Global Future 2008, Number 2
Neglected emergencies: forgotten but not gone
Humanitarian Aid
The humanitarian imperative demands that no-one be left neglected in an emergency. But what happens when funding shortfalls or political or cultural pressures limit humanitarian efforts? The international community must prevent emergencies from declining into the realms of the forgotten. PDF: 2.01 Mb
1 Shining the spotlight
Denise Allen
2 Watching, but not seeing?
Ben Wisner
4 Recognising and protecting
the most vulnerable
Emina Tuda kovic & Ron Pouwels
5 A co-ordinated humanitarian response
S ada ko Ogata
6 Forgotten emergency, forgotten recovery
Sierra Leone six years later
Ian Smillie
8 Prioritising emergencies and people
within emergencies: the EC’s approach
Michèle Lebrun
9 Campaigning for Iraqi refugee children:
easing their hidden burden
Ashley Clements
10 Returning to what?
The forgotten war widows of Chechnya
Maria Nazarenko
12 Women and girls overlooked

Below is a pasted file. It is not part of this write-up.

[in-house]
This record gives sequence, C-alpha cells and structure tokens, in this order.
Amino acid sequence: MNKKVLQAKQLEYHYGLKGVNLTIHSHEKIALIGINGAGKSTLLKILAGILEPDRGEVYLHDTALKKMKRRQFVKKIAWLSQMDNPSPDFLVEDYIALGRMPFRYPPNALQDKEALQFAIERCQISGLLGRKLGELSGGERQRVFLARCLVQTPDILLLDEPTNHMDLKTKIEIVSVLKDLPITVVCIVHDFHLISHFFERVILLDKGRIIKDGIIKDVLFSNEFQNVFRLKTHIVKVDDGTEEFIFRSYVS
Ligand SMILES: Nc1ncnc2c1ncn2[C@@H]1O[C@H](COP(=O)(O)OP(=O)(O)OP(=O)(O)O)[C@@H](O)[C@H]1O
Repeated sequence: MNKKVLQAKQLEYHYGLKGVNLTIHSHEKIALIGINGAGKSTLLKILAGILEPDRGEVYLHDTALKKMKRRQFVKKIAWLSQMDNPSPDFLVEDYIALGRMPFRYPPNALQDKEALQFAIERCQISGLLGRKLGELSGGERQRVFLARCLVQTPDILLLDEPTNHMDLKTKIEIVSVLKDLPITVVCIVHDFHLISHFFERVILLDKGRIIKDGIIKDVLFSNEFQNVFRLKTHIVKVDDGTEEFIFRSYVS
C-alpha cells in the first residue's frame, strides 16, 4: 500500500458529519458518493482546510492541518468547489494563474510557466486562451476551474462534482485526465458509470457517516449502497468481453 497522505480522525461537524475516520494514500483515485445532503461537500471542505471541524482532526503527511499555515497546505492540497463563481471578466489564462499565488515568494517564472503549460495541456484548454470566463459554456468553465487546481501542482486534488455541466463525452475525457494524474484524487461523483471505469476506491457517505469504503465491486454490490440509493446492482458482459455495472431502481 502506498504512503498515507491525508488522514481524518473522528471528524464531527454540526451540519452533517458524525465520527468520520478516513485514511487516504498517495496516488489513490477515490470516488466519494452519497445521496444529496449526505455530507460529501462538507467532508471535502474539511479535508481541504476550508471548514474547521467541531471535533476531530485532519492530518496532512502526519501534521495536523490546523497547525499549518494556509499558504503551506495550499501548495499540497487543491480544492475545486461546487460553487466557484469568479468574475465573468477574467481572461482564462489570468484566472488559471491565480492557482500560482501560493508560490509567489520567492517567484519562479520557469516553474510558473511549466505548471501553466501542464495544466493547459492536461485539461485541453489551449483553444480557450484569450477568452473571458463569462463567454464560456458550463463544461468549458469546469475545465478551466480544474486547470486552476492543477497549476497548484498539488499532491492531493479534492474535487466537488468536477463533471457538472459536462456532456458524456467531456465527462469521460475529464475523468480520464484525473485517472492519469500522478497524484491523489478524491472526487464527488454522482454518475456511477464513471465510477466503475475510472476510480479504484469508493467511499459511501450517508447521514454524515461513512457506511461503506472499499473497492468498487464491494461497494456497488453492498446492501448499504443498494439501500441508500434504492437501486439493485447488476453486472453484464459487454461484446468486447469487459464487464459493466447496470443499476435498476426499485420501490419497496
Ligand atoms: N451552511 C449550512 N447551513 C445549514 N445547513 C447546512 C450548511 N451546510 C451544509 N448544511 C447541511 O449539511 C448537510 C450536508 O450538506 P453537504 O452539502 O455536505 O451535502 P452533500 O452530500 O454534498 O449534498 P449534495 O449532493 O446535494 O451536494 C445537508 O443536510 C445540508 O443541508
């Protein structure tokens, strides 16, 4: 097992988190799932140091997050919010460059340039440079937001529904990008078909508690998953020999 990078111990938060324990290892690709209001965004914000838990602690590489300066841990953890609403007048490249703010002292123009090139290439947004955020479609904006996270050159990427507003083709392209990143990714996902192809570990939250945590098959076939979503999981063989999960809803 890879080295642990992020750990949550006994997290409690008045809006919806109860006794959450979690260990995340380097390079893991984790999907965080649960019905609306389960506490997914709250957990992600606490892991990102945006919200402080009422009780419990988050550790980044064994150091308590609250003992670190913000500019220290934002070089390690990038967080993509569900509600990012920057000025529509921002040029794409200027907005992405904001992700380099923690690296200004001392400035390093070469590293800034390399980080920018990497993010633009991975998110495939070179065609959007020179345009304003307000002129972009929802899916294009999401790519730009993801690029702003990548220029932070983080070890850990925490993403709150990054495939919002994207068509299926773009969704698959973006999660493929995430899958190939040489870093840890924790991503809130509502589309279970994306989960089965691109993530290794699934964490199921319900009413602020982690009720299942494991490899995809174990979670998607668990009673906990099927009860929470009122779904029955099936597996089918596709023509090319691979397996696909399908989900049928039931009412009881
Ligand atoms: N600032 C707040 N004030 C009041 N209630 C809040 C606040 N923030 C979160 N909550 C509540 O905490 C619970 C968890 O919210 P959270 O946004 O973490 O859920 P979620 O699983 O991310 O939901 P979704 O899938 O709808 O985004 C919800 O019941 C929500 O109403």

in humanitarian emergencies
Annasta cia Olembo
14 Marginalised children need urgent protection
Vianney Dong
16 Hunger and despair in Haiti
Yad ira Pacheco
18 Silent emergencies: Indonesia’s worst nightmares
Trihad i Sapt oad i
20 Media, bias and the coverage
of international disasters
Susan Moeller
22 Fragile states and neglected emergencies
Ian Gray
24 “I will not forget you”
Omo Olupona
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Posted : 2012-09-03 20:51:11 GMT
Author/Authors : World Vision
Publishers : World Vision
Total Views : 3598
Total Downloads : 2207

Publication Date : 2008
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